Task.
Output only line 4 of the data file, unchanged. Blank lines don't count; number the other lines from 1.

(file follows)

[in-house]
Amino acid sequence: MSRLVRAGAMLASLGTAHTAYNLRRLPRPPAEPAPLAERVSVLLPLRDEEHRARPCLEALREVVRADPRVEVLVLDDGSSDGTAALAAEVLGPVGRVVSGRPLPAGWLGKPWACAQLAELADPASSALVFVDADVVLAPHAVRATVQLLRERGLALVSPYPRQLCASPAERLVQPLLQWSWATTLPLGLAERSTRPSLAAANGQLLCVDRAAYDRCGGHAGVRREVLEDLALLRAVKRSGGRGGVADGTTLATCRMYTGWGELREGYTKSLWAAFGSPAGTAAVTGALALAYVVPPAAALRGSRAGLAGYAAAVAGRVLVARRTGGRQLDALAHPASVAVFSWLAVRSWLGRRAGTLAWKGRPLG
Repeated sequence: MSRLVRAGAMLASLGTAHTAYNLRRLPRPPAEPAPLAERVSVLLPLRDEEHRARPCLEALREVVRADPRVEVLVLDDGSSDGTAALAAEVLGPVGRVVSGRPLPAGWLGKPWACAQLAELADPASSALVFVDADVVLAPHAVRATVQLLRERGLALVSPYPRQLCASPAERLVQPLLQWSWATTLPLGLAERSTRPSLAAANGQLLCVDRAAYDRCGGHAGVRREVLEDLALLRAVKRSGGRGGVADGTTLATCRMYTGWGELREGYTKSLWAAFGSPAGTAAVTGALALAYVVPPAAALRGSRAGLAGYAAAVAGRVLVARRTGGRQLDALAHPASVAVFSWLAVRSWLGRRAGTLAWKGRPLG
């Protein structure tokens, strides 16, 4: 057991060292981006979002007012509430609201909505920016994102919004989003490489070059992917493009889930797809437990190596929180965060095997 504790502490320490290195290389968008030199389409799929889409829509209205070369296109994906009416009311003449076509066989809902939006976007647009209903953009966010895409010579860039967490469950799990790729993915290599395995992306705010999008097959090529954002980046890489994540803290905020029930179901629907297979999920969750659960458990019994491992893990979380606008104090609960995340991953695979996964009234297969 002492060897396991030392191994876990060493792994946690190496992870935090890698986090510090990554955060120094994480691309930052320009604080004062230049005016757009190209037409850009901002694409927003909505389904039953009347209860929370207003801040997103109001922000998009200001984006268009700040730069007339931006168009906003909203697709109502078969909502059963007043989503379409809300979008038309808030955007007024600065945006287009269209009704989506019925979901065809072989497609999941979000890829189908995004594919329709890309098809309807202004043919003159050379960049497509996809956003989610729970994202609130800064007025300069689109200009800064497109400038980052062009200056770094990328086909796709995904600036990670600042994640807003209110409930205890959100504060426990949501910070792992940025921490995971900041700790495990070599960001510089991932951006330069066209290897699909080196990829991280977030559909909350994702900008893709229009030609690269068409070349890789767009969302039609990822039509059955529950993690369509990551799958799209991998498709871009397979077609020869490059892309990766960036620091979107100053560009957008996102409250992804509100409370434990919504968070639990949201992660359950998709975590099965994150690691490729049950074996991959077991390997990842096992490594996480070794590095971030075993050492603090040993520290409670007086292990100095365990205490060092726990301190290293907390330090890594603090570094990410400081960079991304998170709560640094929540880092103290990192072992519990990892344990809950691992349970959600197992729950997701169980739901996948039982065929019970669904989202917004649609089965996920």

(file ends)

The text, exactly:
């Protein structure tokens, strides 16, 4: 057991060292981006979002007012509430609201909505920016994102919004989003490489070059992917493009889930797809437990190596929180965060095997 504790502490320490290195290389968008030199389409799929889409829509209205070369296109994906009416009311003449076509066989809902939006976007647009209903953009966010895409010579860039967490469950799990790729993915290599395995992306705010999008097959090529954002980046890489994540803290905020029930179901629907297979999920969750659960458990019994491992893990979380606008104090609960995340991953695979996964009234297969 002492060897396991030392191994876990060493792994946690190496992870935090890698986090510090990554955060120094994480691309930052320009604080004062230049005016757009190209037409850009901002694409927003909505389904039953009347209860929370207003801040997103109001922000998009200001984006268009700040730069007339931006168009906003909203697709109502078969909502059963007043989503379409809300979008038309808030955007007024600065945006287009269209009704989506019925979901065809072989497609999941979000890829189908995004594919329709890309098809309807202004043919003159050379960049497509996809956003989610729970994202609130800064007025300069689109200009800064497109400038980052062009200056770094990328086909796709995904600036990670600042994640807003209110409930205890959100504060426990949501910070792992940025921490995971900041700790495990070599960001510089991932951006330069066209290897699909080196990829991280977030559909909350994702900008893709229009030609690269068409070349890789767009969302039609990822039509059955529950993690369509990551799958799209991998498709871009397979077609020869490059892309990766960036620091979107100053560009957008996102409250992804509100409370434990919504968070639990949201992660359950998709975590099965994150690691490729049950074996991959077991390997990842096992490594996480070794590095971030075993050492603090040993520290409670007086292990100095365990205490060092726990301190290293907390330090890594603090570094990410400081960079991304998170709560640094929540880092103290990192072992519990990892344990809950691992349970959600197992729950997701169980739901996948039982065929019970669904989202917004649609089965996920």